Using this standard, we have written another paper [1] that discusses the division of the development stages of human substance civilization from ancient times to the present. In doing so, we have found that the development of human substance civilization has gone through five ages, the Stone Age, the Bronze Age, the Iron Age, The Steel/Cement Age, and the Silicon Materials Age. The content of each age, their evolution, and the translation of one age to the next are analyzed and discussed. Of importance to researchers is the categorization of our current era (e.g., Late-Silicon Age, Silicon Age, or some other currently unnamed era). According to the dividing standard, we are sure that the present substance civilization of human society entered the Nanomaterials Age at the beginning of the new century. In other words, to date the development stages of human substance civilization can be divided into Six Ages, which is the theory of six eras, as illustrated in Figure 1. However, the paper mentioned above [1], we did not discuss the Nanomaterials Age; therefore, the subject of the current paper is the Nanomaterials Age.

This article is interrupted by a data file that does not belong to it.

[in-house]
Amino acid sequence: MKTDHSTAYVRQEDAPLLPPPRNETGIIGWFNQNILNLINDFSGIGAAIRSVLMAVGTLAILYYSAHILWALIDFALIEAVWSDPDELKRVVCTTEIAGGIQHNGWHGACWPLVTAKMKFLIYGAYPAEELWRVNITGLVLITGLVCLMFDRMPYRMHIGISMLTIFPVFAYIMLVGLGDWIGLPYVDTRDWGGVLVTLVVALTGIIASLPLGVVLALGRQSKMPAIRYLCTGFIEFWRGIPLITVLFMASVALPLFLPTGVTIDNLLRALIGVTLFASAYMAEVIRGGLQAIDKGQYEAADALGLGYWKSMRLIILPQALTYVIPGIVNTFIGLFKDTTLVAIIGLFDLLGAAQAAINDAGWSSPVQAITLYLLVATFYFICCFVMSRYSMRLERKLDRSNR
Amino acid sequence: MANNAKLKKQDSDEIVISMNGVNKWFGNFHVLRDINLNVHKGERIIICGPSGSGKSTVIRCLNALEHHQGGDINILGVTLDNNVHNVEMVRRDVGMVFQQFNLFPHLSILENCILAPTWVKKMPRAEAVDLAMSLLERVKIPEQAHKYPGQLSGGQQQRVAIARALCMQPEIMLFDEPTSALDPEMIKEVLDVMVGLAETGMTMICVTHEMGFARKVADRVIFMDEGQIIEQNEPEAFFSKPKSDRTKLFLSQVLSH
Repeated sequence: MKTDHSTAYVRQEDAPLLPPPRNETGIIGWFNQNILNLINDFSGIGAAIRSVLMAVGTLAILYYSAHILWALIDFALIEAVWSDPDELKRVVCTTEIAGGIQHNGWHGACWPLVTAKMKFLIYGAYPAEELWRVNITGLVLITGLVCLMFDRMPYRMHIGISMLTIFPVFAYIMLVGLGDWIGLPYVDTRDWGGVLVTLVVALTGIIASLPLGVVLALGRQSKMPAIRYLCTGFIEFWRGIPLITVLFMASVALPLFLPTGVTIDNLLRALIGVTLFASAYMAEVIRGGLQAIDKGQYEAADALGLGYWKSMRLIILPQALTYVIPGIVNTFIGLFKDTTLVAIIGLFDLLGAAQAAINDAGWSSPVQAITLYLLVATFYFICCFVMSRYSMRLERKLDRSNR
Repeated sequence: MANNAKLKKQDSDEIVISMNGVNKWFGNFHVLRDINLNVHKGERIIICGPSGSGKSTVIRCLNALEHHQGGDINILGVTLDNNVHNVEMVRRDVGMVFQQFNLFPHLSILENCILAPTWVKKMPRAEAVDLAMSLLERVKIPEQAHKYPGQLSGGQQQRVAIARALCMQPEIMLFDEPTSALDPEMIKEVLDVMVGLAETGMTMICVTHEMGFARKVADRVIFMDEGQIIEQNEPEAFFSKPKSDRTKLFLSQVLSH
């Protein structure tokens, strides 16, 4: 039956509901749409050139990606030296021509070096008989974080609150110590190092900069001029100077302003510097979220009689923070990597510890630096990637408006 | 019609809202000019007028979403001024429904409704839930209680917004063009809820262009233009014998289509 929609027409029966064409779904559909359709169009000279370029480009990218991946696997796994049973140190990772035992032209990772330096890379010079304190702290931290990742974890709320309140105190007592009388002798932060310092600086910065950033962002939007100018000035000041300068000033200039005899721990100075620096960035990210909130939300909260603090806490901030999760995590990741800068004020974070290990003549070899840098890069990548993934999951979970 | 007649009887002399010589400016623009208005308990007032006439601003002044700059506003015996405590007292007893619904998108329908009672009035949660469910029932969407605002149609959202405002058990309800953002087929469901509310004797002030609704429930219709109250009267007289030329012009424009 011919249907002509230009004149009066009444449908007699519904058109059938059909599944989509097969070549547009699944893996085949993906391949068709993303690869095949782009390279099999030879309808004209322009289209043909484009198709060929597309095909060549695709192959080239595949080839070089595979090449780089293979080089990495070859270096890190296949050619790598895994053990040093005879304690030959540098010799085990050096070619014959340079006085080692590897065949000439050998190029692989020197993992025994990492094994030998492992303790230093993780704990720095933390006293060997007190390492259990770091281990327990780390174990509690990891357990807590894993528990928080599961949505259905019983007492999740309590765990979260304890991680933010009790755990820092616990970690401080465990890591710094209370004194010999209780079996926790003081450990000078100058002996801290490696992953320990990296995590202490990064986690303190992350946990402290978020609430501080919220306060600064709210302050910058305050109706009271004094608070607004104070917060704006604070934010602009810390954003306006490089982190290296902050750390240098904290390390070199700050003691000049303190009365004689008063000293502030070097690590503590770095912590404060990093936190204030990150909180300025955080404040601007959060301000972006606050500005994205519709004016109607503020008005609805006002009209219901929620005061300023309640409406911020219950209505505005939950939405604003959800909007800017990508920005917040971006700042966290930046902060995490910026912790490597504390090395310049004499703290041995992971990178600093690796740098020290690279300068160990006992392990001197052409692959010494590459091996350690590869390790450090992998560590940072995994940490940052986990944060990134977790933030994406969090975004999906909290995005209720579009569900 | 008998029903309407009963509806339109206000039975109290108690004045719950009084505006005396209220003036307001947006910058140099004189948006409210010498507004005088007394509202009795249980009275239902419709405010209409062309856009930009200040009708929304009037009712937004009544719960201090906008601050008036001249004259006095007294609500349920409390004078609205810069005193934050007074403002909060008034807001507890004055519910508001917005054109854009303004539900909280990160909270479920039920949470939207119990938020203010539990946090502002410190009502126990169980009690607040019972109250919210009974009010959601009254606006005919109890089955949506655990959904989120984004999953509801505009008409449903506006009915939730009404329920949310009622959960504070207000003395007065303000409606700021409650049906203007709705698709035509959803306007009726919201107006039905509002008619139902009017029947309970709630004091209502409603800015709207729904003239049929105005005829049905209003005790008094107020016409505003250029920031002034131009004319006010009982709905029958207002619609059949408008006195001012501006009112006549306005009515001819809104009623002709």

Figure 1: The proposed division of substance civilization in human society.

The following questions will be addressed in the following:

• What is the developmental history of nanomaterials?

• What was the evolutionary process of nanomaterials during the Silicon Age?

• Why has the world entered into the Nanomaterials Age?

• When did human society enter the Nanomaterials Age?

2.0 Framework of the History of Nanomaterials

Before discussing the specific contents of the Nanomaterials Age via the three standards of a typical material, we will analyze the history of nanomaterials briefly. The development of manmade nanomaterials can be traced back to ancient times. Additionally, this history can be divided into four stages: the budding stage, which occurred from ancient time to 1959; the initial preparation phase, which occurred from 1960 to 1990; the rapid development stage, which occurred from 1991 to 2000; and the industrial and commercial practical stage, which began in 2001 and continues to the present.